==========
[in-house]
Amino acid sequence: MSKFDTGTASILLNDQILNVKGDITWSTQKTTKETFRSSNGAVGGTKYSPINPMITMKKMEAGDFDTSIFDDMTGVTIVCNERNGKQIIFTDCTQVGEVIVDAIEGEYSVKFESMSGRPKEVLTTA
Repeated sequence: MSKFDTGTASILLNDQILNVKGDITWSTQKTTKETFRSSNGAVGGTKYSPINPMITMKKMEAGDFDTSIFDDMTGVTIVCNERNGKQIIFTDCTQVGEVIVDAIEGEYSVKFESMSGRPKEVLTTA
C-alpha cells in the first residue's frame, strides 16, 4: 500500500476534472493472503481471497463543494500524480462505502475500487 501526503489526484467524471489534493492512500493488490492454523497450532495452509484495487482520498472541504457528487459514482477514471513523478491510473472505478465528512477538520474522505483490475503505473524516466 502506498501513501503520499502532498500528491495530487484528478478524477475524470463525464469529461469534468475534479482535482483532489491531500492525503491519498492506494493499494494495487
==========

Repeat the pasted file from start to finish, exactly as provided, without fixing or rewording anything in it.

[in-house]
Amino acid sequence: MSKFDTGTASILLNDQILNVKGDITWSTQKTTKETFRSSNGAVGGTKYSPINPMITMKKMEAGDFDTSIFDDMTGVTIVCNERNGKQIIFTDCTQVGEVIVDAIEGEYSVKFESMSGRPKEVLTTA
Repeated sequence: MSKFDTGTASILLNDQILNVKGDITWSTQKTTKETFRSSNGAVGGTKYSPINPMITMKKMEAGDFDTSIFDDMTGVTIVCNERNGKQIIFTDCTQVGEVIVDAIEGEYSVKFESMSGRPKEVLTTA
C-alpha cells in the first residue's frame, strides 16, 4: 500500500476534472493472503481471497463543494500524480462505502475500487 501526503489526484467524471489534493492512500493488490492454523497450532495452509484495487482520498472541504457528487459514482477514471513523478491510473472505478465528512477538520474522505483490475503505473524516466 502506498501513501503520499502532498500528491495530487484528478478524477475524470463525464469529461469534468475534479482535482483532489491531500492525503491519498492506494493499494494495487